The Favourite is a recent film depicting Queen Anne (Olivia Colman) and the competition between her two ‘favourites’ — close confidantes and lesbian lovers — played by Rachel Weisz and Emma Stone. While the film is light-hearted and funny, it also represents something rarely seen even now in popular culture — a lesbian love story.
Lesbianism has often been left on the fringes of society and the LGBT movement. Same-sex relationships between women, despite the vitriol towards gay men in the past, have never been outlawed in the UK — not because they were seen as acceptable, but in a world dominated by men, lesbianism was never seen as a possibility.
In the nineteenth century, relationships between young women in middle and upper-class society were viewed as a preparation for marriage, and ‘passionate friendships’, which included kissing, embracing, and even love letters, were encouraged. Nevertheless, lesbianism was rarely accepted as a valid form of love, and lesbian couples existed as outliers and anomalies in society.
The sad invisibility to mainstream society that queer women faced in the past continues in modern culture. Women are still outnumbered by men in the film and television industries, so romance between women is still seen as something of a novelty that does not yet have the same widespread recognition of homosexuality as between men. In the last fifty years, many publicly gay men have emerged in popular culture, creating wider acceptance — think such national treasures as Sir Ian McKellen, Freddie Mercury, and Sir Elton John — yet few queer women have reached this level of fame. For those that have, their sexuality is all too often viewed as a hindrance or a strange quirk, but rarely as an asset. Therefore the trope of lesbianism as a preparation or replacement for a heterosexual relationship remains strong, eliminating lesbian presence and identity in popular culture.
So what makes The Favourite so special? The film manages to convey the potential danger of any same-sex relationship at the time — after all, homosexuality in men was punishable by death, and lesbianism was hardly accepted. Nevertheless, it does not imply that lesbianism is by nature dangerous or strange, a trap many writers fall into in assuming that lesbian love, because of its position in society, is somehow risky and subversive. Many films, television shows and books, in seeking to explore the still somewhat taboo position of lesbianism in society, have failed to show the love and tenderness of any relationship, and instead focussed on the tragedy of not being accepted in society. While this is no doubt important, it plays into a tired narrative that too often surrounds queer characters — referred to as the ‘bury your gays’ phenomena — where gay characters invariably meet an untimely end. This is a remnant of a homophobic past when queer identity was punished in popular culture to send a clear moral message to anyone considering it.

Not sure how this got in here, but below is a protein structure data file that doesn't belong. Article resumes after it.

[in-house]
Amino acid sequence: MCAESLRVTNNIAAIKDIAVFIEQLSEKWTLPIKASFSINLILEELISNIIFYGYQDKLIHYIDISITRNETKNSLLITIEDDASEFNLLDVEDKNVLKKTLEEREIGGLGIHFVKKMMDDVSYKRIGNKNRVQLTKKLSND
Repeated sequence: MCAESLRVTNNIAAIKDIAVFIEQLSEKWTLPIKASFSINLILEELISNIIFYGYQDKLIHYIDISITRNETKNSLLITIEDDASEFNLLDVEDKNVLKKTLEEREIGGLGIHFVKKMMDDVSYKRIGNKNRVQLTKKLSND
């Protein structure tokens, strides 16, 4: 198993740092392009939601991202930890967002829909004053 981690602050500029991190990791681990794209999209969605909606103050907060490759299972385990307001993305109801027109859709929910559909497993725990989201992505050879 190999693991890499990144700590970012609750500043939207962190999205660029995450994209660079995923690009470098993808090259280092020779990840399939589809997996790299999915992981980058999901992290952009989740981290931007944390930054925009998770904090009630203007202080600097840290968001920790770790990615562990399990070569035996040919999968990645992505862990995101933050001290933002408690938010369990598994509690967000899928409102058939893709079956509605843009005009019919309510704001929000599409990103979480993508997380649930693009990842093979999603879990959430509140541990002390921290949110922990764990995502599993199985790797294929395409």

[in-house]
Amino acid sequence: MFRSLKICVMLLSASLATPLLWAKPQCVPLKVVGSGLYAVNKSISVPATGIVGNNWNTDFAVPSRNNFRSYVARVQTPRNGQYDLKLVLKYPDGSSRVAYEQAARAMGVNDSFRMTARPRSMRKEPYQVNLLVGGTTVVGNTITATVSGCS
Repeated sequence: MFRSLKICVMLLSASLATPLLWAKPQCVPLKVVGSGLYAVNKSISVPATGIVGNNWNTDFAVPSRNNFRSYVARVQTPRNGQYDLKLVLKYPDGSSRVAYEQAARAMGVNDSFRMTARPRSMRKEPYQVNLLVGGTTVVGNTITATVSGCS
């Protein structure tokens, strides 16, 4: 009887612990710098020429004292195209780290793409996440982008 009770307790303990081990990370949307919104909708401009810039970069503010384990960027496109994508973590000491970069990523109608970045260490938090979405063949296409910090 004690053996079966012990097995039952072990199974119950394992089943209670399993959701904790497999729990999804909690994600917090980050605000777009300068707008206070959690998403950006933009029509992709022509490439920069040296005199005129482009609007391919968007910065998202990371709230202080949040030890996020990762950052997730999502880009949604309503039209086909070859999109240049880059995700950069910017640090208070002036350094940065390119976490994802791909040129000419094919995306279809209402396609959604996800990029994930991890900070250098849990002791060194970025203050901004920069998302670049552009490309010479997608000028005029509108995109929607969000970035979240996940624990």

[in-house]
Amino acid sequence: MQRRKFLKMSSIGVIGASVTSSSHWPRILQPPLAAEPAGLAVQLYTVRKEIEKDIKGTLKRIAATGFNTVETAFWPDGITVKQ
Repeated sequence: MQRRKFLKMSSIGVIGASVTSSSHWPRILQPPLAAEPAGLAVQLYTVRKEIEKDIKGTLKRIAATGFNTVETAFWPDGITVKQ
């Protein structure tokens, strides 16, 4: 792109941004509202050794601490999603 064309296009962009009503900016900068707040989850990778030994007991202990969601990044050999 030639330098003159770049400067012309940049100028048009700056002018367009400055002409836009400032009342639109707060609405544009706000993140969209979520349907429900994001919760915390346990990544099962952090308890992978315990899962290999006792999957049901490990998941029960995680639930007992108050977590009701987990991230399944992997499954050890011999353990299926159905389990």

The Favourite does not aim to chastise its subjects, nor portray their relationship as doomed, but simply shows lesbian love as tender and genuine, just as heterosexual love is shown in popular culture. Also refreshing is the film’s depiction of male characters, who are largely side characters carrying less power than the women. This inverts the classic story of most period dramas, where a women may weakly support a man or weep as he rides away to battle, but overall is a forgettable, meek little character with no bearing in reality or control over her fate.
Aside from its positive portrayal of lesbian characters, The Favourite boldly gives historical women humour, bravery and intelligence, as well as flaws, creating realistic personas that are not simply accessories to the main action. The film asserts that a woman can be cunning, clever, funny and powerful, far removed from the simplistic definition of femininity as something weak and delicately beautiful — a definition that popular culture and historical dramas too often fall back on.
In short, The Favourite is special as it does not coyly hide from lesbian love, nor explore it as a subversive niche, but gives it a tenderness and complexity rarely seen in popular portrayals of queer women. To avoid depicting lesbianism with repetitive tropes and archaic storylines, we must learn from this film and explore same-sex relationships amongst women with the depth, individuality and complexity we give to heterosexual love to truly recognise lesbianism’s place in society.